Ease of doing business
This index is an aggregate figure that includes different parameters which define the ease of doing business in a country.
Report: ‘Doing Business 2018: Reforming to Create Jobs’, by World-Bank
India’s Rank: Leapfrogged to 100th among 190 countries
India has jumped over 30 ranks to attain 100th spot from 130th position in 2017 Ease of Doing Business Index.
Its score also increased from 56.05 in 2017 to 60.76 in Doing Business 2018
Ease of Doing Business Index Indicators:
- Starting a business
- Dealing with construction permits
- Getting electricity
- Registering property
- Getting credit
- Protecting minority investors
- Paying taxes
- Trading across borders
- Enforcing contracts
- Resolving insolvency
Each one of these indicators carry equal weightage.
New initiatives by the government:
The SPICe form merges 5 processes — PAN, TAN, DIN, Company Incorporation and Name Reservation – into a single application.
Trading across Borders ranks at a low 146.
The WTO Trade Facilitation Agreement (TFA), which India has actioned, encouraged reforms in the area
Initiatives including the shift to paperless compliance system enhanced customs clearances under integrated Risk Management System, encouragement to Direct Port Delivery and development of an effective Port Community System, have helped lower transaction costs for exports as well as imports and would be reflected in the next ranking.
Registering property is witnessing many administrative changes, especially at the state level. States are defining clear timelines for processing applications for land allotment, adopting a model sale deed format for property registration, and enhancing the efficiency of land banks. Many states have introduced Geographical Information Systems (GIS) and digitized land records across departments.
To improve ranking, there must be some additional effort in strengthening our weakest areas:
Dealing with Construction Permits (181/190)
States have aimed to reduce time and costs for obtaining building and construction permits and introduced the provision of deemed approvals.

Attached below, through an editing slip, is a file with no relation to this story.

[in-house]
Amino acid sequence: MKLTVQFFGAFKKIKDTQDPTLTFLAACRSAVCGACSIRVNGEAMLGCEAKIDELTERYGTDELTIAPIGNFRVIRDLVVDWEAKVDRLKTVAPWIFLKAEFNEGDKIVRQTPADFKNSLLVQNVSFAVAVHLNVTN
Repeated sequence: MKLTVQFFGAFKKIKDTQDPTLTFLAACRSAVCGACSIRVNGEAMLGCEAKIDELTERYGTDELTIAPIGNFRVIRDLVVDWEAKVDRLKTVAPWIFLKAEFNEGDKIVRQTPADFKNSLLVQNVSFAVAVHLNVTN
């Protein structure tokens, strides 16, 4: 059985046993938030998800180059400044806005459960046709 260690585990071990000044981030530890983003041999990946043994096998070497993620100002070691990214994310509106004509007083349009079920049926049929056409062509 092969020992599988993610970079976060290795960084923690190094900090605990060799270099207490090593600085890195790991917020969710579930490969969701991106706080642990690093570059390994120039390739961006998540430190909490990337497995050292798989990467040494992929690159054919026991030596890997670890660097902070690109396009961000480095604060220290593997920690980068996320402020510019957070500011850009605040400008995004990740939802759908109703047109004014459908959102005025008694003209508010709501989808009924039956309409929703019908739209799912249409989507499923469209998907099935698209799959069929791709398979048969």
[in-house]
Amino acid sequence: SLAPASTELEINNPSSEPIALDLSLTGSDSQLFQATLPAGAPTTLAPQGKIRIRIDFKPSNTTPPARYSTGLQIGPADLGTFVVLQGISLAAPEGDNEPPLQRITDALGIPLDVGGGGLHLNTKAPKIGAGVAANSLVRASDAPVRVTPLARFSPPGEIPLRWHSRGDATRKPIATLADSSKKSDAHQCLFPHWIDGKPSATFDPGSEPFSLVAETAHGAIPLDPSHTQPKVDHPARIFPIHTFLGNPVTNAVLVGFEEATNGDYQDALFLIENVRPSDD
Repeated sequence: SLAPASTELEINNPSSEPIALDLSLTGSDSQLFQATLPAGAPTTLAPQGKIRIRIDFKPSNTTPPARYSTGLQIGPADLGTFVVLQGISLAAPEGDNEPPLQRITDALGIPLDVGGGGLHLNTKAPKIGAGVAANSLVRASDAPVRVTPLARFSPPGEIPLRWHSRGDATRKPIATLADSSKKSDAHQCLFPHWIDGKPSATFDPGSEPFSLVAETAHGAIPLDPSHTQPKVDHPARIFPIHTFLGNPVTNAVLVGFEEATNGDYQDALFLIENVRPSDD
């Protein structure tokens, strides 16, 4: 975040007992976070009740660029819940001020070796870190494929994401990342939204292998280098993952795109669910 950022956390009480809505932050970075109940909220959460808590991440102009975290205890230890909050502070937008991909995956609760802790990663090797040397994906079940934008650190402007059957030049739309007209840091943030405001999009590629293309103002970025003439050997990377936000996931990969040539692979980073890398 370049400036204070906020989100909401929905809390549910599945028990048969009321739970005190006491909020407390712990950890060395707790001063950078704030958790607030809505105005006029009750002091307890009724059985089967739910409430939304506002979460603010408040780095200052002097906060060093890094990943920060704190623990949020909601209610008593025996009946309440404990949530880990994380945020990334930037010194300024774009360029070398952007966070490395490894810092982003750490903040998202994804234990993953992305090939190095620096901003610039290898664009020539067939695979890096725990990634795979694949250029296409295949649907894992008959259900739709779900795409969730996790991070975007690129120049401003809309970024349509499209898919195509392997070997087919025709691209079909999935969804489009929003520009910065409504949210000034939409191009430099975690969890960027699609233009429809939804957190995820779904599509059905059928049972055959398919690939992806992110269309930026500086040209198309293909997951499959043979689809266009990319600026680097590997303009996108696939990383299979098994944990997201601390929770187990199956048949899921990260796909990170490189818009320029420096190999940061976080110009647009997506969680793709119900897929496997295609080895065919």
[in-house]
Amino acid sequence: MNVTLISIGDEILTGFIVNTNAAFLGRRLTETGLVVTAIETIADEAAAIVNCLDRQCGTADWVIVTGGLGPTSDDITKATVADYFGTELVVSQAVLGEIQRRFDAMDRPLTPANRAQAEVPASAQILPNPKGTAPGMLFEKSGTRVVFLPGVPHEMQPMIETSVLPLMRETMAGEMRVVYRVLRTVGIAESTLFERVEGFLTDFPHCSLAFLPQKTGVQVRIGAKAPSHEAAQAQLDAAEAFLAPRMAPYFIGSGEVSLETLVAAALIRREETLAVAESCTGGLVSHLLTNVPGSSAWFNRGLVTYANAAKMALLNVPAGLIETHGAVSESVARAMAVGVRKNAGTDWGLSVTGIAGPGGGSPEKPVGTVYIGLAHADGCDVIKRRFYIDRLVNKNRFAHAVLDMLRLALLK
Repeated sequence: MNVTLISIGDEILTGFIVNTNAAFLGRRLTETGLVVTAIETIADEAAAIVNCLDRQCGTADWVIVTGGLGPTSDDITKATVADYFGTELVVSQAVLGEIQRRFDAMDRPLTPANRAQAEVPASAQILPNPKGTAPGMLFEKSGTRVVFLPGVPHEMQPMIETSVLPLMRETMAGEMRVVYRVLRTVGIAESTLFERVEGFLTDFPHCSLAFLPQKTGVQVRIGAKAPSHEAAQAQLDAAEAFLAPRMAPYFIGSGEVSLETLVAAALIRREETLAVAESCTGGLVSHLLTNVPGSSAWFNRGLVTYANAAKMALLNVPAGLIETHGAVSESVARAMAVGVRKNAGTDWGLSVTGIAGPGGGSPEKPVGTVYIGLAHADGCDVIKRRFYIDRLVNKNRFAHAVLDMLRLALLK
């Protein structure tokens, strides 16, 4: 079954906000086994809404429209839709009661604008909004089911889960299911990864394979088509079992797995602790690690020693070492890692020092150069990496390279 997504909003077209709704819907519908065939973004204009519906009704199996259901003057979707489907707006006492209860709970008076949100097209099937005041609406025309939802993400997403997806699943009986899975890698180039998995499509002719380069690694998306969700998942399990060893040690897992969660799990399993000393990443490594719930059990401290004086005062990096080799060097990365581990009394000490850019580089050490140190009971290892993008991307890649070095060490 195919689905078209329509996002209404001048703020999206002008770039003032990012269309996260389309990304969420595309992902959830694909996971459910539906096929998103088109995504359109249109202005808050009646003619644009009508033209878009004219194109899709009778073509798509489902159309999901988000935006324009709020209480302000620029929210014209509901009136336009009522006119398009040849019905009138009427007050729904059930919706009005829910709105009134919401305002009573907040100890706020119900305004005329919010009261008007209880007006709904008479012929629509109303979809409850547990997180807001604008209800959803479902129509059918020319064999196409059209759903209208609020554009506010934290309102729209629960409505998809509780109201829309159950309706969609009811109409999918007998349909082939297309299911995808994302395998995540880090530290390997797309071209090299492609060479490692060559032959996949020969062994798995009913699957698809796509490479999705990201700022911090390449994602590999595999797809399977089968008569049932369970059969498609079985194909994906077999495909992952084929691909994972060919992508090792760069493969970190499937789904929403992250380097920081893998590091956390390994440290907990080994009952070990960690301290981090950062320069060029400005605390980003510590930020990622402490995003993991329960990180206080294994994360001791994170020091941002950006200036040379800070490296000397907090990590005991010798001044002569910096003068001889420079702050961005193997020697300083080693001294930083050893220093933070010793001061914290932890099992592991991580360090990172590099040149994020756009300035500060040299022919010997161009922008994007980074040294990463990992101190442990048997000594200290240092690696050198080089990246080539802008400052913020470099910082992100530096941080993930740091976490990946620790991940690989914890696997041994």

To expedite the building plan approvals, inspections are being integrated and made risk-based.
b) Enforcing Contracts (164/190) – Enforcing Contracts has suffered owing to lack of a well-defined system for dispute resolution.
National Judicial Data Grid is being introduced which serves as a monitoring tool to identify, manage and reduce pendency of cases.
Several states have established dedicated Commercial Courts at the district level to ensure speedy resolution of commercial disputes and have published model contract templates.
They are also implementing e-Courts, entailing facilities such as e-cause lists, e-payments, e-filing, and e-summons.
Starting a Business (156/190)
Supply side reform is important – focussing on micro regulatory regime — such as making it easy to start or close down business. It is here that India still has a lot of ground to cover, as local entrepreneurs would testify.
The World Bank report flags the areas where the country lags — local entrepreneurs need to go through 12 procedures to start a business in India’s commercial capital, which is way higher than many high-income economies, besides cumbersome procedures for construction permits, registration of property and enforcement of contracts.
Institutional Challenges in the Indian system
Mis-match between the intent of reforms and quality of actual enforcement and transparency on the ground, — the governance challenge
A high level of discretion still exists with the officer enforcing rules on the ground.
Aggravated by the lack of a time-bound grievance redress mechanism, and the absence of independent ‘auditors’ who monitor on-ground enforcement quality and ensure there is accountability for poor decisions made in the field.
Design challenge: Procedures are often designed to cater to the few instances of failure or non-compliance and not for efficiency and facilitation.
Management challenge: There is a tendency to blame the poor quality of government services on the lack of infrastructure or human resources. This often over looks the fact that there are many examples of better services with effectively fewer resources.
The Way Ahead
While we can truly be proud of the extent of India’s macro-policy reforms, it is time we started to focus on the micro-policies of enforcement. Top-down macro reforms can only be effective if they are twinned with bottom-up micro reforms. Unless the day-to-day experience of doing business improves, we will continue to under-perform relative to our true potential.
To secure changes in the remaining areas will require not just new laws and online systems but deepening the ongoing investment in the capacity of states and their institutions to implement change and transform the framework of incentives and regulation facing the private sector. India’s focus on ‘doing business’ at the state level may well be the platform that sustains the country’s reform trajectory for the future